In 1865 the Snaefell Mining Company placed an order with Messrs Leigh and Gilbert Howell of the Hawarden iron works in Bagillt, Flintshire for a fifty feet diameter water wheel.
This was one of two identical wheels to be made by the company. The first was christened Mary Ellen and was sent to the Van Mines in Llandiloes in Wales whilst her sister wheel was delivered to the Snaefell Mines to start her working life pumping water.
In 1910 the wheel had come to the end of itís working life for the Snaefell Mining Company and after disassembly she was sent to a china clay pit on Bodmin Cornwall where she became known as the Gawns Wheel and was reconstructed to work a Cornish plunger pump. The wheel was later modified to work a generator which in turn powered a submersible pump.
The wheel fell into disuse in the 1950ís and was abandoned by China Clay.
During the summer of 1971, the Cornish Wheel Preservation Society acquired the wheel and once more she was disassembled and the components were put into storage. The Wheel preservation Society later merged with the Trevithick Society who are the current owners of the wheel.
In 1976, a mining museum in Wales agreed to a term of loan for the wheel with a view of reconstructing her once again. To date, the wheel still lies on a Welsh hillside in her component form exposed to elements.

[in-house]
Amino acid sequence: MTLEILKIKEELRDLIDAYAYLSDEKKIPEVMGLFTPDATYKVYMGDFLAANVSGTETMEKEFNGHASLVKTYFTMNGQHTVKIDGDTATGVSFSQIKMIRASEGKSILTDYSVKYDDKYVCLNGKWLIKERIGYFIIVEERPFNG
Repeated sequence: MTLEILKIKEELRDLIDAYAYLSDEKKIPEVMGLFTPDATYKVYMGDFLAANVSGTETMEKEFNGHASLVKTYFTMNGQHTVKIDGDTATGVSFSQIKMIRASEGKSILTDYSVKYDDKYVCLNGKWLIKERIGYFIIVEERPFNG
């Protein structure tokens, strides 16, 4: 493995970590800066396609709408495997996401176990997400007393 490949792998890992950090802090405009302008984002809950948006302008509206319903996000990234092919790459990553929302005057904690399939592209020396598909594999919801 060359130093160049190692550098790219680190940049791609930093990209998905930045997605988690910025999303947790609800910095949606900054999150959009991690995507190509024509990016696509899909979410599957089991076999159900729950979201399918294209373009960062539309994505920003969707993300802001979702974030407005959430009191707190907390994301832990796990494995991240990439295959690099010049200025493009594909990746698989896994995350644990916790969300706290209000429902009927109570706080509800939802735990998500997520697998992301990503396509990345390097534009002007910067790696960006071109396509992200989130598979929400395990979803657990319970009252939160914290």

On the 15th of March 2003 the Trevithick Society held a counsel meeting from which there was a unanimous decision to let the wheel come home to the Isle of Man.
On the 20th September 2003 members of the LMRG and the Trevithick Society met at the Llywernog mining museum, at the invitation of the management, where the components of the wheel were successfully loaded by crane onto a large transporter vehicle (organised by Manx Independent Carriers). The wheel arrived on Manx soil on Sunday 21st September 2003 after being away for approximately 95 years.
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